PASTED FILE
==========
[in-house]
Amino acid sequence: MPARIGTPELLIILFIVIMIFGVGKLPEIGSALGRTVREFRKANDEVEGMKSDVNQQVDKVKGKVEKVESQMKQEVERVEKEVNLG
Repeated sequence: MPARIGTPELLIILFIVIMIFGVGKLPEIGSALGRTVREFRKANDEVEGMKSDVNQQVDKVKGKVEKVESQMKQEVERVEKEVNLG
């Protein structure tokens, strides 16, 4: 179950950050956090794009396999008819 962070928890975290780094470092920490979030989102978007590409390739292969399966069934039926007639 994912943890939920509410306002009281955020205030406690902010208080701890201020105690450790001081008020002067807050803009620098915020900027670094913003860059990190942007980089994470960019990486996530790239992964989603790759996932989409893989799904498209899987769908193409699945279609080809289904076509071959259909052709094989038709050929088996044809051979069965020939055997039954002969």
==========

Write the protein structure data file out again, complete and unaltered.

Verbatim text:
[in-house]
Amino acid sequence: MPARIGTPELLIILFIVIMIFGVGKLPEIGSALGRTVREFRKANDEVEGMKSDVNQQVDKVKGKVEKVESQMKQEVERVEKEVNLG
Repeated sequence: MPARIGTPELLIILFIVIMIFGVGKLPEIGSALGRTVREFRKANDEVEGMKSDVNQQVDKVKGKVEKVESQMKQEVERVEKEVNLG
């Protein structure tokens, strides 16, 4: 179950950050956090794009396999008819 962070928890975290780094470092920490979030989102978007590409390739292969399966069934039926007639 994912943890939920509410306002009281955020205030406690902010208080701890201020105690450790001081008020002067807050803009620098915020900027670094913003860059990190942007980089994470960019990486996530790239992964989603790759996932989409893989799904498209899987769908193409699945279609080809289904076509071959259909052709094989038709050929088996044809051979069965020939055997039954002969």